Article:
2020 has the honor of being “The Year of the Bible,” at least according to Bible 2020, a global Evangelical organization, including the National Association of Evangelicals, World Evangelical Alliance, and the International Bible Society.
Some of us may remember the last time we had such a year, in 1983 under Ronald Reagan. He believed there was a national “need to study and apply the teachings of Holy Scripture,” for “in its pages lie all the answers to all the problems that man has ever known.” Channeling that energy, Bible 2020 feels it is time once again to place the Bible in the center of a national conversation.
They aim to call Christians across the globe “back to the Bible,” by which they mean “to rally more people to greater Scripture engagement” in the face of rather shocking decline in biblical literacy in recent decades among Christians. As a Christian college professor I can attest to this fact firsthand, and I have dedicated my life to addressing the decline in biblical literacy and amping up serious Bible engagement in the church—or as I tell my students, to engage the Bible as adults.
In that sense, my goal overlaps with that of BIBLE 2020. Having said that . . .
I suspect that what they mean by serious Bible engagement and what I mean is not the same thing.
Live and let live, I suppose—we do not all have to engage the Bible in the same way, and I do think that doing something is better than nothing.
On the other hand, over the years I’ve had more than my share of helping Evangelicals recover spiritually, emotionally, and intellectually from the type of “engagement” I suspect will rear its head in this campaign, which is:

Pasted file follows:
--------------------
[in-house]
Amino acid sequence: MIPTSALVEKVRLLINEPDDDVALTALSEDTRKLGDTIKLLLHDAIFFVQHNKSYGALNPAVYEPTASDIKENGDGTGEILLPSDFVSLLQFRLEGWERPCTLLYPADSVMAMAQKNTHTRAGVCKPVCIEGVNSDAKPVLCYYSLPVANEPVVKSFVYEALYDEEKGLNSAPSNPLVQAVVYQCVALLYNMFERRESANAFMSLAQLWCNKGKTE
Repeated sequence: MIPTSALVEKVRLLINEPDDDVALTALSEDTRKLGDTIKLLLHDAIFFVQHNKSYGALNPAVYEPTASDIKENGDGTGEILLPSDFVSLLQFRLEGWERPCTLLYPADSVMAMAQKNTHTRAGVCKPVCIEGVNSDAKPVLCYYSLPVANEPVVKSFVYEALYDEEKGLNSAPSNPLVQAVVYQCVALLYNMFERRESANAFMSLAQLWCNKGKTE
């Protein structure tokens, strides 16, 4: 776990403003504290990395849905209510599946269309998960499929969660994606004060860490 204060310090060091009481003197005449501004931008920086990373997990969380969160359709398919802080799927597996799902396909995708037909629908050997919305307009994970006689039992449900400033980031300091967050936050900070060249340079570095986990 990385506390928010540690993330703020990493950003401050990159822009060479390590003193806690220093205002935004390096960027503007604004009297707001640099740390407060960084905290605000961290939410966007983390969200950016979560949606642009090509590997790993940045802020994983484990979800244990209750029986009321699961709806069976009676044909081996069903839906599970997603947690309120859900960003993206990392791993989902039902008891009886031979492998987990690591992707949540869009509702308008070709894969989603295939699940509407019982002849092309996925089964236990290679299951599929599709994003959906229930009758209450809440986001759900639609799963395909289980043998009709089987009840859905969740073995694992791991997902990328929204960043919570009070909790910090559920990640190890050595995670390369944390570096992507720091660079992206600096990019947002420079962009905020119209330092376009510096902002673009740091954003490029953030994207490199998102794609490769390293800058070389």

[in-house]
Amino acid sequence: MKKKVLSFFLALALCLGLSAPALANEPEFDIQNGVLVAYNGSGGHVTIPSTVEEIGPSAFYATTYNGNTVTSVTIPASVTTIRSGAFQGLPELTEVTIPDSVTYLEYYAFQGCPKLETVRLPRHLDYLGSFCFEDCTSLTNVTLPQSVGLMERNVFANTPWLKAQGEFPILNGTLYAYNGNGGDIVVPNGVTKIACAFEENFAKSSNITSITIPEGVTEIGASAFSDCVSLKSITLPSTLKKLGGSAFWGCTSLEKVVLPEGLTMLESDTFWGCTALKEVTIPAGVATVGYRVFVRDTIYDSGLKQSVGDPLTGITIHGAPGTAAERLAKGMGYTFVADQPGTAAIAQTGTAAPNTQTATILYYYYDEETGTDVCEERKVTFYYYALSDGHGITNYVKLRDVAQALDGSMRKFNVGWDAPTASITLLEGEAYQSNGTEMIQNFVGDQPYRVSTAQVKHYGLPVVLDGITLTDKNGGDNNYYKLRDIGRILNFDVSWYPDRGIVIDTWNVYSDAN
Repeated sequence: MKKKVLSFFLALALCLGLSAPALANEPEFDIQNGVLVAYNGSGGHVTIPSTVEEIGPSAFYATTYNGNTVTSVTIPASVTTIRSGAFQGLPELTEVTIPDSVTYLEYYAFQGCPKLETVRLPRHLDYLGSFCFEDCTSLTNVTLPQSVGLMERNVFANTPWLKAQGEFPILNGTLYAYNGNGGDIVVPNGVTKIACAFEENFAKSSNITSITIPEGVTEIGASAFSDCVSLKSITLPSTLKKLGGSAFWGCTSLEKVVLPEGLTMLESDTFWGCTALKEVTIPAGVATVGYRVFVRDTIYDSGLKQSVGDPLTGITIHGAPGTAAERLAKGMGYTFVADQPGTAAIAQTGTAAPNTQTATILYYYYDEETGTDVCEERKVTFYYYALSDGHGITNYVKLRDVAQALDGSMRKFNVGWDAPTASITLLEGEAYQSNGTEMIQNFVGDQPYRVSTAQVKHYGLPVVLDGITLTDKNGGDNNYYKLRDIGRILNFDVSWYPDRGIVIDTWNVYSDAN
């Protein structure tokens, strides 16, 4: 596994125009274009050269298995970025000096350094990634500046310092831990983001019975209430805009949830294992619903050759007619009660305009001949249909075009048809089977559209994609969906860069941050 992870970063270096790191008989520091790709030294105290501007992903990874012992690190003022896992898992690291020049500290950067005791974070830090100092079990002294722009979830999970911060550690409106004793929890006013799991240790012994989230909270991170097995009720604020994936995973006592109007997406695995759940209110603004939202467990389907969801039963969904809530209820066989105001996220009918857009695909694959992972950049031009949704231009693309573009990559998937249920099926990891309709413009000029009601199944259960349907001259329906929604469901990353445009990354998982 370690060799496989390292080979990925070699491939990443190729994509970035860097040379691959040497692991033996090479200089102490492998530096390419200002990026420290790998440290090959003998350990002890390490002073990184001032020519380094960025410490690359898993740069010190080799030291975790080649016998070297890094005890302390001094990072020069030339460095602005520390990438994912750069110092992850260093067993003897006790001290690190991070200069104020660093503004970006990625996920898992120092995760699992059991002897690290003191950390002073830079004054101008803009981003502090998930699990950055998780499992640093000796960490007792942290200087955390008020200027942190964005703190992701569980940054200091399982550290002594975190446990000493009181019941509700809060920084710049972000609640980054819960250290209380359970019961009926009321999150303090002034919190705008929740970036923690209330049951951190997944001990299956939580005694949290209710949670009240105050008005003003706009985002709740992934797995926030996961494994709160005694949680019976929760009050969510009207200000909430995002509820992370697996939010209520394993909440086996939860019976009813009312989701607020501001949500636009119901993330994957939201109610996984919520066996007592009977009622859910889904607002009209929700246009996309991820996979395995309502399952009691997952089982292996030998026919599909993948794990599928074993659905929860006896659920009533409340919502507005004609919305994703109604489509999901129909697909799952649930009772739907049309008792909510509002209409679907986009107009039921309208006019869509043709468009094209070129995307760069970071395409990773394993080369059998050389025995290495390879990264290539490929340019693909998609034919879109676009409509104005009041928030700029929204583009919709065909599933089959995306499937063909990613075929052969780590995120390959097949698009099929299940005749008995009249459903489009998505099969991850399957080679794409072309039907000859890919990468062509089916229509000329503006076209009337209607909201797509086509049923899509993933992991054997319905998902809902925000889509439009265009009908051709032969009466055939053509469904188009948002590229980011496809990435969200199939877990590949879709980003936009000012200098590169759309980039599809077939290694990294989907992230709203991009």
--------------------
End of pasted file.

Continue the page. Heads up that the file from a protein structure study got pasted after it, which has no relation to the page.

- The assumption that in the Bible God speaks to us today directly, plainly, and clearly, yielding moral and scientific certitudes;
- That engaging Scripture means finding the answers to our questions rather than challenging our preconditioned thinking;
- That expressions of doubt, disagreement, or even intellectual curiosity are out of place, signs of a weak faith rather than a faith that is growing;
- That God’s communication is fundamentally on the level of “Bible verses” that can safely be isolated from their historical, literary, and theological context;
- That the Bible’s main purpose is as an evangelistic tool, namely to provide information so that we can be “saved” from eternal conscious torment in hell.
Evangelicalism is a paradox when it comes to the Bible: a passionate love for Scripture while at the same time handling it in ways that sell it short. I am concerned that Bible 2020 is heavily tilted toward an Evangelical understanding of what the Bible is, how it functions in the life of the church, and what it means to read it well.
I am putting the pieces together as best as I can from the Year of the Bible website—I’d have a better sense if I were on the inside, but for some reason the organizers did not think to bring “the only God-ordained podcast on the internet ™” into their inner circle </sarcasm>. And so I suppose I could be wrong about my misgivings, and I further suppose that my comments here could be even be seen as cynicism.
But my desire, rather, is that the Bible is given its due respect as
- a book that invites Christians to experience the mystery of God in Christ;
- a book that encourages Christians, not by promising answers to every question that plagues us, but by modeling for us trust in our Creator when those answer are not apparent—or when they never come;
- a book whose main purpose is to cultivate mature faith in followers of Jesus over time along life’s journey.
The Bible has captivated some of the greatest minds of more than 2,000 years of history. It is indeed worthy of engagement—serious engagement. The question is, what does that engagement look like?